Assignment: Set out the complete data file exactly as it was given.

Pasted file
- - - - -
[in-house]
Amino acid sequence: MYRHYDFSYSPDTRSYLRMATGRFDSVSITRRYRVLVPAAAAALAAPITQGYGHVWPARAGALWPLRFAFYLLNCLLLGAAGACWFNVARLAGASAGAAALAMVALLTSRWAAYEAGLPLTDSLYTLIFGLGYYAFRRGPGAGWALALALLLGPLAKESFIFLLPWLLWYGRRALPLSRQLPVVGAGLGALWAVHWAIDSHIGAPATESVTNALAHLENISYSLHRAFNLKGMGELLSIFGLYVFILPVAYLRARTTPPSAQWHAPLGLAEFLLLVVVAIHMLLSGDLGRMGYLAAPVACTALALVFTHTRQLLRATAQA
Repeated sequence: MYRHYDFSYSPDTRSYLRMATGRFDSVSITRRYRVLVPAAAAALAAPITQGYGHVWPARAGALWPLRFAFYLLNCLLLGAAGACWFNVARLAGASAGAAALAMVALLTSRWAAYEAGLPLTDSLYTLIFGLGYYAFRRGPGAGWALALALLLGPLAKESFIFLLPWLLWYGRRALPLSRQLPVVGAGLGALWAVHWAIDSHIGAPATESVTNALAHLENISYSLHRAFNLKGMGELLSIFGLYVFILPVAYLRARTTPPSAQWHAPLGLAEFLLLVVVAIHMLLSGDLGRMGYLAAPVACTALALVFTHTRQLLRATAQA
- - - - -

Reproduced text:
[in-house]
Amino acid sequence: MYRHYDFSYSPDTRSYLRMATGRFDSVSITRRYRVLVPAAAAALAAPITQGYGHVWPARAGALWPLRFAFYLLNCLLLGAAGACWFNVARLAGASAGAAALAMVALLTSRWAAYEAGLPLTDSLYTLIFGLGYYAFRRGPGAGWALALALLLGPLAKESFIFLLPWLLWYGRRALPLSRQLPVVGAGLGALWAVHWAIDSHIGAPATESVTNALAHLENISYSLHRAFNLKGMGELLSIFGLYVFILPVAYLRARTTPPSAQWHAPLGLAEFLLLVVVAIHMLLSGDLGRMGYLAAPVACTALALVFTHTRQLLRATAQA
Repeated sequence: MYRHYDFSYSPDTRSYLRMATGRFDSVSITRRYRVLVPAAAAALAAPITQGYGHVWPARAGALWPLRFAFYLLNCLLLGAAGACWFNVARLAGASAGAAALAMVALLTSRWAAYEAGLPLTDSLYTLIFGLGYYAFRRGPGAGWALALALLLGPLAKESFIFLLPWLLWYGRRALPLSRQLPVVGAGLGALWAVHWAIDSHIGAPATESVTNALAHLENISYSLHRAFNLKGMGELLSIFGLYVFILPVAYLRARTTPPSAQWHAPLGLAEFLLLVVVAIHMLLSGDLGRMGYLAAPVACTALALVFTHTRQLLRATAQA